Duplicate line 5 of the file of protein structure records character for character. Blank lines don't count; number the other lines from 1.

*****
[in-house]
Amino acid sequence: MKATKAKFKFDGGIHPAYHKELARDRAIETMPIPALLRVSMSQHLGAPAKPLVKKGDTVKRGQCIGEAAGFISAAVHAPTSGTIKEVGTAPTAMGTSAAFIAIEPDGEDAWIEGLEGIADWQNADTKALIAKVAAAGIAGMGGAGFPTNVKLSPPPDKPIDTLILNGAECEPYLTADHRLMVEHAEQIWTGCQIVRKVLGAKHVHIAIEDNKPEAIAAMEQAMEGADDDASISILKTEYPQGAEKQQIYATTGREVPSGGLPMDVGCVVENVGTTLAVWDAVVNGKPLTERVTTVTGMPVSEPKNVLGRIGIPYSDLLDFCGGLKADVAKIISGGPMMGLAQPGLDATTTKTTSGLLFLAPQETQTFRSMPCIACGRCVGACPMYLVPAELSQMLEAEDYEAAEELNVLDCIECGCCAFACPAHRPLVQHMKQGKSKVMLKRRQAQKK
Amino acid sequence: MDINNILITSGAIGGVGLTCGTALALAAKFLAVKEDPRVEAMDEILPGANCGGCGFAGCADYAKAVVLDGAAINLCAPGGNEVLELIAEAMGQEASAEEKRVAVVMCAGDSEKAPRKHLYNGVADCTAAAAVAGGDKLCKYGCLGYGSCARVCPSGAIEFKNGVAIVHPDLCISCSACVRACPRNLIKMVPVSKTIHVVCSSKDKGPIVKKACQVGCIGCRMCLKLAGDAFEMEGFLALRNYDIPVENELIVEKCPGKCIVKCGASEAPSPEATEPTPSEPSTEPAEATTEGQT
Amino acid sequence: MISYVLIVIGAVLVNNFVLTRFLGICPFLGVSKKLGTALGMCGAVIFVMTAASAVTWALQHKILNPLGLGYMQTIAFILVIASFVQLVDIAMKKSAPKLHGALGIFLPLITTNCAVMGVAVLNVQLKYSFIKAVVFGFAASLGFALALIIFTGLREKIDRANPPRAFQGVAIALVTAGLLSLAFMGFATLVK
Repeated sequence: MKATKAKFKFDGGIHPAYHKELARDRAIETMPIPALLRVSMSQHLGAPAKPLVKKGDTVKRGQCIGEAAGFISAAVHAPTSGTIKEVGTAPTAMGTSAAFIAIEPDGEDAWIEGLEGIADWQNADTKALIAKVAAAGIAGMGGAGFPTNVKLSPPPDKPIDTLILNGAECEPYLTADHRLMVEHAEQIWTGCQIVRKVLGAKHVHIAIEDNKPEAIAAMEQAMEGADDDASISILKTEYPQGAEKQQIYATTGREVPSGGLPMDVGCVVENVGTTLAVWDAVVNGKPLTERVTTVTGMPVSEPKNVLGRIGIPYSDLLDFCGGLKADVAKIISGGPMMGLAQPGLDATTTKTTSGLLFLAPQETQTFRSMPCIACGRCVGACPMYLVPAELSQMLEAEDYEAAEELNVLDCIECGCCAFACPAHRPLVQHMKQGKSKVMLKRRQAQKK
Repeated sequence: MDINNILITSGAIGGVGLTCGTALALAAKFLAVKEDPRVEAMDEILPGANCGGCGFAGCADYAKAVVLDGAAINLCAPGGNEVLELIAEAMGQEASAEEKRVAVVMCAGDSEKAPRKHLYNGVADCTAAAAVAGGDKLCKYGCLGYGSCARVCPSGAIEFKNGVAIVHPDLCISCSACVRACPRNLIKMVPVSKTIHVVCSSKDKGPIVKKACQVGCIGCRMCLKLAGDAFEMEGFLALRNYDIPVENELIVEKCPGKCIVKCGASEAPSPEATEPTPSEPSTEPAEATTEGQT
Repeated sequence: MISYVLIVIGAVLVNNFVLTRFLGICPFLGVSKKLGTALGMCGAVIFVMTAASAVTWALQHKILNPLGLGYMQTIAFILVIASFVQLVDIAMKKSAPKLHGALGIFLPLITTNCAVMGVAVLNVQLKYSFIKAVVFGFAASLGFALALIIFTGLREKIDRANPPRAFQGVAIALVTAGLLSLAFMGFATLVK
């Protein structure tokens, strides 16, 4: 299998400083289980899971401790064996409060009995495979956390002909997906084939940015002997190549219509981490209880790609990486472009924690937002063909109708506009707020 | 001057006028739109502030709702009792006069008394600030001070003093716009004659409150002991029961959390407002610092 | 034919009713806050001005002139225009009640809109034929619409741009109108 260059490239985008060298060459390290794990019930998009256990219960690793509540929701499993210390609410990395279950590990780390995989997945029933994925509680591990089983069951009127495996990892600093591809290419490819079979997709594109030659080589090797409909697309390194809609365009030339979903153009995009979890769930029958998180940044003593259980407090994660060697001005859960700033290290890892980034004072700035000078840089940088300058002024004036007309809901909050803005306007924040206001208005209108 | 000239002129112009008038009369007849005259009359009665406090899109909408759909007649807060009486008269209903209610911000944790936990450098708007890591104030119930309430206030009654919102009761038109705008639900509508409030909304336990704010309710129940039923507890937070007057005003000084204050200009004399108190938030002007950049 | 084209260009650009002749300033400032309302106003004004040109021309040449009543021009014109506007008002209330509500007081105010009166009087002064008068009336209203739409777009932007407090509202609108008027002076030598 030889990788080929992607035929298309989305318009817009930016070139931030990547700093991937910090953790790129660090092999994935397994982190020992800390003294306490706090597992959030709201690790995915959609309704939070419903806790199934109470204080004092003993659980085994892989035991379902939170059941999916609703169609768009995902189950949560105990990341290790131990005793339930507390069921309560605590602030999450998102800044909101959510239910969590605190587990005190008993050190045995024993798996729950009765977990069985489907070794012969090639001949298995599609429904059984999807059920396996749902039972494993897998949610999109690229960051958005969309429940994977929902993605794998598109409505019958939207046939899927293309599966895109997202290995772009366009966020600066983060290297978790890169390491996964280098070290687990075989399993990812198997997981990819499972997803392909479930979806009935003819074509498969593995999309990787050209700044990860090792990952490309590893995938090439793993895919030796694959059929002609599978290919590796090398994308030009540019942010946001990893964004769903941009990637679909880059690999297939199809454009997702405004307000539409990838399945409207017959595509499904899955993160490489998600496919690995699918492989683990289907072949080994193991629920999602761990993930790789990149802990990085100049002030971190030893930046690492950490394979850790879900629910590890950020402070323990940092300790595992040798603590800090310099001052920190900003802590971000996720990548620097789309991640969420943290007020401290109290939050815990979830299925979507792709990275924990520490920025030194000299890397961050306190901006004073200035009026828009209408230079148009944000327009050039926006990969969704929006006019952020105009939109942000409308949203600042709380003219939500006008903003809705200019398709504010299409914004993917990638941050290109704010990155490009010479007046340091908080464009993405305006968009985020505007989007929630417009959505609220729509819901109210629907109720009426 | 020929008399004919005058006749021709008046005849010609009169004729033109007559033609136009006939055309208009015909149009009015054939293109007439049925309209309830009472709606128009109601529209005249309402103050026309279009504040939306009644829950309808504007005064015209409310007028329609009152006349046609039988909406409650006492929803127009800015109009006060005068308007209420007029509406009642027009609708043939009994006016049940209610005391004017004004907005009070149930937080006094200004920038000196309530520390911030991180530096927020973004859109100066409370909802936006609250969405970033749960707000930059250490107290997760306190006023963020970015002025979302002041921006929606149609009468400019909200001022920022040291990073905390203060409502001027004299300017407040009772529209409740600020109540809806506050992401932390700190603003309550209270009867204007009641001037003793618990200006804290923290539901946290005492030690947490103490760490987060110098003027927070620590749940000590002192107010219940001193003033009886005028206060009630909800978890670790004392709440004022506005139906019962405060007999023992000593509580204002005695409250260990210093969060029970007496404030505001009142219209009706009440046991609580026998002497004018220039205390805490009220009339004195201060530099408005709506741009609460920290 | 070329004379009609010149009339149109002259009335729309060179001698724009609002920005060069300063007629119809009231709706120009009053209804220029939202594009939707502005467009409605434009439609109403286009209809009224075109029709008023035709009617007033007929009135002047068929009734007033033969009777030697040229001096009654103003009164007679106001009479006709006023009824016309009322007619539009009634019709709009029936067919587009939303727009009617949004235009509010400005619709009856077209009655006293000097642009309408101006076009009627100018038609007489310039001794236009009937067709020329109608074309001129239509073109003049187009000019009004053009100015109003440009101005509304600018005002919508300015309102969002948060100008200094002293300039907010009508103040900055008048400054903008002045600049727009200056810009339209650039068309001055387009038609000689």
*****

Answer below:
Repeated sequence: MKATKAKFKFDGGIHPAYHKELARDRAIETMPIPALLRVSMSQHLGAPAKPLVKKGDTVKRGQCIGEAAGFISAAVHAPTSGTIKEVGTAPTAMGTSAAFIAIEPDGEDAWIEGLEGIADWQNADTKALIAKVAAAGIAGMGGAGFPTNVKLSPPPDKPIDTLILNGAECEPYLTADHRLMVEHAEQIWTGCQIVRKVLGAKHVHIAIEDNKPEAIAAMEQAMEGADDDASISILKTEYPQGAEKQQIYATTGREVPSGGLPMDVGCVVENVGTTLAVWDAVVNGKPLTERVTTVTGMPVSEPKNVLGRIGIPYSDLLDFCGGLKADVAKIISGGPMMGLAQPGLDATTTKTTSGLLFLAPQETQTFRSMPCIACGRCVGACPMYLVPAELSQMLEAEDYEAAEELNVLDCIECGCCAFACPAHRPLVQHMKQGKSKVMLKRRQAQKK